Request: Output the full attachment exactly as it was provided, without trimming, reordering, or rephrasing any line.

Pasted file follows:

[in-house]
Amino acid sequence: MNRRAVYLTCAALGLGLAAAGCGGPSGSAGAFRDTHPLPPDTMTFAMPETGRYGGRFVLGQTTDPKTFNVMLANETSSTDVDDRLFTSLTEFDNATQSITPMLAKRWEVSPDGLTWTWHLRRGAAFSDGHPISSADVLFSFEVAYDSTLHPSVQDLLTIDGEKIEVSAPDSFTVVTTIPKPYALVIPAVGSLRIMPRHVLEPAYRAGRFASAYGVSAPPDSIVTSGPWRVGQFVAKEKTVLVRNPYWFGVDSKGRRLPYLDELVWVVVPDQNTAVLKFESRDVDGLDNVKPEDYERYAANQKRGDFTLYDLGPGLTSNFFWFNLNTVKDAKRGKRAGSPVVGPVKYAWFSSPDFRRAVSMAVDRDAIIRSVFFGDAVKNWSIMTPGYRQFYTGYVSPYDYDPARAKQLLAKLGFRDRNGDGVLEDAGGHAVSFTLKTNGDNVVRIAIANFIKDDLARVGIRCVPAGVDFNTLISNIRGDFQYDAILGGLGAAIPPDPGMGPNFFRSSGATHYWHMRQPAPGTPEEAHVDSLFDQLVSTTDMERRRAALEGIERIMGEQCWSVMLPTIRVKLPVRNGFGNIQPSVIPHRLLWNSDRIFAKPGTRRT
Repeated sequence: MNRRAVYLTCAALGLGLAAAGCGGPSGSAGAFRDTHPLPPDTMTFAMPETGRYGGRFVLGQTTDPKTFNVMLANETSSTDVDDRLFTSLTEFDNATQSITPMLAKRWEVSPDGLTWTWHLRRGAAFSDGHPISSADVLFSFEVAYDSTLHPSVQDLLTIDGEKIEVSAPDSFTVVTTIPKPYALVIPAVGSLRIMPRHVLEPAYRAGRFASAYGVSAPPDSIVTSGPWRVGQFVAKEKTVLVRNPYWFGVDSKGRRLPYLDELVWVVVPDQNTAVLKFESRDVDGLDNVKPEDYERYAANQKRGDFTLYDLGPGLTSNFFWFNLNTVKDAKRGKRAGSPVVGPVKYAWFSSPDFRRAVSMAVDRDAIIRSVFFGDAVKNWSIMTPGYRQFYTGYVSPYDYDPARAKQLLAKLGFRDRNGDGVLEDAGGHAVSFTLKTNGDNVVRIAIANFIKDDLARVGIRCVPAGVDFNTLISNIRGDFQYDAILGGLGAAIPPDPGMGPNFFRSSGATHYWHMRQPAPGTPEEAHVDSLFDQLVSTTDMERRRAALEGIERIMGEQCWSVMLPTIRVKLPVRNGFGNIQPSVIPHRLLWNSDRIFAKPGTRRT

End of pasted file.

[in-house]
Amino acid sequence: MNRRAVYLTCAALGLGLAAAGCGGPSGSAGAFRDTHPLPPDTMTFAMPETGRYGGRFVLGQTTDPKTFNVMLANETSSTDVDDRLFTSLTEFDNATQSITPMLAKRWEVSPDGLTWTWHLRRGAAFSDGHPISSADVLFSFEVAYDSTLHPSVQDLLTIDGEKIEVSAPDSFTVVTTIPKPYALVIPAVGSLRIMPRHVLEPAYRAGRFASAYGVSAPPDSIVTSGPWRVGQFVAKEKTVLVRNPYWFGVDSKGRRLPYLDELVWVVVPDQNTAVLKFESRDVDGLDNVKPEDYERYAANQKRGDFTLYDLGPGLTSNFFWFNLNTVKDAKRGKRAGSPVVGPVKYAWFSSPDFRRAVSMAVDRDAIIRSVFFGDAVKNWSIMTPGYRQFYTGYVSPYDYDPARAKQLLAKLGFRDRNGDGVLEDAGGHAVSFTLKTNGDNVVRIAIANFIKDDLARVGIRCVPAGVDFNTLISNIRGDFQYDAILGGLGAAIPPDPGMGPNFFRSSGATHYWHMRQPAPGTPEEAHVDSLFDQLVSTTDMERRRAALEGIERIMGEQCWSVMLPTIRVKLPVRNGFGNIQPSVIPHRLLWNSDRIFAKPGTRRT
Repeated sequence: MNRRAVYLTCAALGLGLAAAGCGGPSGSAGAFRDTHPLPPDTMTFAMPETGRYGGRFVLGQTTDPKTFNVMLANETSSTDVDDRLFTSLTEFDNATQSITPMLAKRWEVSPDGLTWTWHLRRGAAFSDGHPISSADVLFSFEVAYDSTLHPSVQDLLTIDGEKIEVSAPDSFTVVTTIPKPYALVIPAVGSLRIMPRHVLEPAYRAGRFASAYGVSAPPDSIVTSGPWRVGQFVAKEKTVLVRNPYWFGVDSKGRRLPYLDELVWVVVPDQNTAVLKFESRDVDGLDNVKPEDYERYAANQKRGDFTLYDLGPGLTSNFFWFNLNTVKDAKRGKRAGSPVVGPVKYAWFSSPDFRRAVSMAVDRDAIIRSVFFGDAVKNWSIMTPGYRQFYTGYVSPYDYDPARAKQLLAKLGFRDRNGDGVLEDAGGHAVSFTLKTNGDNVVRIAIANFIKDDLARVGIRCVPAGVDFNTLISNIRGDFQYDAILGGLGAAIPPDPGMGPNFFRSSGATHYWHMRQPAPGTPEEAHVDSLFDQLVSTTDMERRRAALEGIERIMGEQCWSVMLPTIRVKLPVRNGFGNIQPSVIPHRLLWNSDRIFAKPGTRRT